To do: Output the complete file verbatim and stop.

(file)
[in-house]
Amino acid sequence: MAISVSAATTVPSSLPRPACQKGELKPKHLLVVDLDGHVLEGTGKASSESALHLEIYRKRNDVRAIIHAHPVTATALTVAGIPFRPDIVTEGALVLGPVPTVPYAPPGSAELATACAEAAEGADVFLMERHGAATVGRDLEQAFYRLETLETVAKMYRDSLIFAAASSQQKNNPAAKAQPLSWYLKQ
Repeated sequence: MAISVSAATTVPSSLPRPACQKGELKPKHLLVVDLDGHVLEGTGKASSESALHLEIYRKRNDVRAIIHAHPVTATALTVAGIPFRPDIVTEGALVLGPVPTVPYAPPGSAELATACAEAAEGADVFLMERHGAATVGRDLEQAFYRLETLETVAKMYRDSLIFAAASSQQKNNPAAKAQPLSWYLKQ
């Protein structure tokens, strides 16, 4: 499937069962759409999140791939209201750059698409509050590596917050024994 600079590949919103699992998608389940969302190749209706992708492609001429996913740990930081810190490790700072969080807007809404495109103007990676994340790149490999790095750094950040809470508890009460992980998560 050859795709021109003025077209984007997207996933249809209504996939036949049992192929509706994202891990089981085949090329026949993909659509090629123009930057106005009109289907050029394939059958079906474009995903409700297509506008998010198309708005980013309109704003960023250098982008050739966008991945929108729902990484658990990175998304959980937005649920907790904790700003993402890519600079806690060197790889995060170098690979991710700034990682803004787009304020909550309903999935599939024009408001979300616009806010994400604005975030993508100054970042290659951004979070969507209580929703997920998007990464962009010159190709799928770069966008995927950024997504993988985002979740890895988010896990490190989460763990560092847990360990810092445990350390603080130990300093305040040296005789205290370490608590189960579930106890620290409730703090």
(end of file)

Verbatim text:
[in-house]
Amino acid sequence: MAISVSAATTVPSSLPRPACQKGELKPKHLLVVDLDGHVLEGTGKASSESALHLEIYRKRNDVRAIIHAHPVTATALTVAGIPFRPDIVTEGALVLGPVPTVPYAPPGSAELATACAEAAEGADVFLMERHGAATVGRDLEQAFYRLETLETVAKMYRDSLIFAAASSQQKNNPAAKAQPLSWYLKQ
Repeated sequence: MAISVSAATTVPSSLPRPACQKGELKPKHLLVVDLDGHVLEGTGKASSESALHLEIYRKRNDVRAIIHAHPVTATALTVAGIPFRPDIVTEGALVLGPVPTVPYAPPGSAELATACAEAAEGADVFLMERHGAATVGRDLEQAFYRLETLETVAKMYRDSLIFAAASSQQKNNPAAKAQPLSWYLKQ
């Protein structure tokens, strides 16, 4: 499937069962759409999140791939209201750059698409509050590596917050024994 600079590949919103699992998608389940969302190749209706992708492609001429996913740990930081810190490790700072969080807007809404495109103007990676994340790149490999790095750094950040809470508890009460992980998560 050859795709021109003025077209984007997207996933249809209504996939036949049992192929509706994202891990089981085949090329026949993909659509090629123009930057106005009109289907050029394939059958079906474009995903409700297509506008998010198309708005980013309109704003960023250098982008050739966008991945929108729902990484658990990175998304959980937005649920907790904790700003993402890519600079806690060197790889995060170098690979991710700034990682803004787009304020909550309903999935599939024009408001979300616009806010994400604005975030993508100054970042290659951004979070969507209580929703997920998007990464962009010159190709799928770069966008995927950024997504993988985002979740890895988010896990490190989460763990560092847990360990810092445990350390603080130990300093305040040296005789205290370490608590189960579930106890620290409730703090």